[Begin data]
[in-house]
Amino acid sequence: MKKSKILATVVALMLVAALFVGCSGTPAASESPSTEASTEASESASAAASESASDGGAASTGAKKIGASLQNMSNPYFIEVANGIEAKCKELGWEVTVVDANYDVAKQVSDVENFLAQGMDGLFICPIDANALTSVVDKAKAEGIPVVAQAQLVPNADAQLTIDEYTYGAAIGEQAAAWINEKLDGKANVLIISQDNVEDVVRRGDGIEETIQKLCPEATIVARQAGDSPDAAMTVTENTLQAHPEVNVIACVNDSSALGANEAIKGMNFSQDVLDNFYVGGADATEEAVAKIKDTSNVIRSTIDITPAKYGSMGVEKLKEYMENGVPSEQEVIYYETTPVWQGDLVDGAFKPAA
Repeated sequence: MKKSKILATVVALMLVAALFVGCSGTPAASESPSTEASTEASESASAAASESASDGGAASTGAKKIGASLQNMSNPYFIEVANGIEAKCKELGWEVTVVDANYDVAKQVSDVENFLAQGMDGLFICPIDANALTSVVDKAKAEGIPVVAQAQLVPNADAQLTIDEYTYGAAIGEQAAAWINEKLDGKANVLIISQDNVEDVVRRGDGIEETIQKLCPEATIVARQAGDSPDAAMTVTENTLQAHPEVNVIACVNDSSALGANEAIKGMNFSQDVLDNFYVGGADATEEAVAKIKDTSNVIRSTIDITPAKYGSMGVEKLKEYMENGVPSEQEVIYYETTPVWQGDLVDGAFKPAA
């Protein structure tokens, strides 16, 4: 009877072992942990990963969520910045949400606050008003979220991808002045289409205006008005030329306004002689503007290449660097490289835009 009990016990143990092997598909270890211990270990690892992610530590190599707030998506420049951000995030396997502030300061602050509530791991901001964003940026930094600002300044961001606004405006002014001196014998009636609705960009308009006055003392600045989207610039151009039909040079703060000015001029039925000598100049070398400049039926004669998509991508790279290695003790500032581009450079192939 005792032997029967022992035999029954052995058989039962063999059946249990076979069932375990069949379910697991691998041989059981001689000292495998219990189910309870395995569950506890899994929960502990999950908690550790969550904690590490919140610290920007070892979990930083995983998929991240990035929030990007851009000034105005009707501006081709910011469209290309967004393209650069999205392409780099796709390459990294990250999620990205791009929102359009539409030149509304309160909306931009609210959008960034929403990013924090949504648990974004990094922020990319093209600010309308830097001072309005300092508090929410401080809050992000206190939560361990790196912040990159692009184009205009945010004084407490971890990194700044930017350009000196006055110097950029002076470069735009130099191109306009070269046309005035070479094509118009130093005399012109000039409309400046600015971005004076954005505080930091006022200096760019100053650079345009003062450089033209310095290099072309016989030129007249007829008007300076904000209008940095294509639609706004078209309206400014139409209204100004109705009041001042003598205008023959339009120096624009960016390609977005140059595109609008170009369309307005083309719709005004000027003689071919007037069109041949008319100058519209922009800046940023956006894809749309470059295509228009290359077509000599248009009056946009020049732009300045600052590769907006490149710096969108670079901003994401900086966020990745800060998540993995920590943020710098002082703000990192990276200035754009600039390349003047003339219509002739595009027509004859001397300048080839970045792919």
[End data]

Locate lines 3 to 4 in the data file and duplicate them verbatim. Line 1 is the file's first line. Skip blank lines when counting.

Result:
Repeated sequence: MKKSKILATVVALMLVAALFVGCSGTPAASESPSTEASTEASESASAAASESASDGGAASTGAKKIGASLQNMSNPYFIEVANGIEAKCKELGWEVTVVDANYDVAKQVSDVENFLAQGMDGLFICPIDANALTSVVDKAKAEGIPVVAQAQLVPNADAQLTIDEYTYGAAIGEQAAAWINEKLDGKANVLIISQDNVEDVVRRGDGIEETIQKLCPEATIVARQAGDSPDAAMTVTENTLQAHPEVNVIACVNDSSALGANEAIKGMNFSQDVLDNFYVGGADATEEAVAKIKDTSNVIRSTIDITPAKYGSMGVEKLKEYMENGVPSEQEVIYYETTPVWQGDLVDGAFKPAA
């Protein structure tokens, strides 16, 4: 009877072992942990990963969520910045949400606050008003979220991808002045289409205006008005030329306004002689503007290449660097490289835009 009990016990143990092997598909270890211990270990690892992610530590190599707030998506420049951000995030396997502030300061602050509530791991901001964003940026930094600002300044961001606004405006002014001196014998009636609705960009308009006055003392600045989207610039151009039909040079703060000015001029039925000598100049070398400049039926004669998509991508790279290695003790500032581009450079192939 005792032997029967022992035999029954052995058989039962063999059946249990076979069932375990069949379910697991691998041989059981001689000292495998219990189910309870395995569950506890899994929960502990999950908690550790969550904690590490919140610290920007070892979990930083995983998929991240990035929030990007851009000034105005009707501006081709910011469209290309967004393209650069999205392409780099796709390459990294990250999620990205791009929102359009539409030149509304309160909306931009609210959008960034929403990013924090949504648990974004990094922020990319093209600010309308830097001072309005300092508090929410401080809050992000206190939560361990790196912040990159692009184009205009945010004084407490971890990194700044930017350009000196006055110097950029002076470069735009130099191109306009070269046309005035070479094509118009130093005399012109000039409309400046600015971005004076954005505080930091006022200096760019100053650079345009003062450089033209310095290099072309016989030129007249007829008007300076904000209008940095294509639609706004078209309206400014139409209204100004109705009041001042003598205008023959339009120096624009960016390609977005140059595109609008170009369309307005083309719709005004000027003689071919007037069109041949008319100058519209922009800046940023956006894809749309470059295509228009290359077509000599248009009056946009020049732009300045600052590769907006490149710096969108670079901003994401900086966020990745800060998540993995920590943020710098002082703000990192990276200035754009600039390349003047003339219509002739595009027509004859001397300048080839970045792919």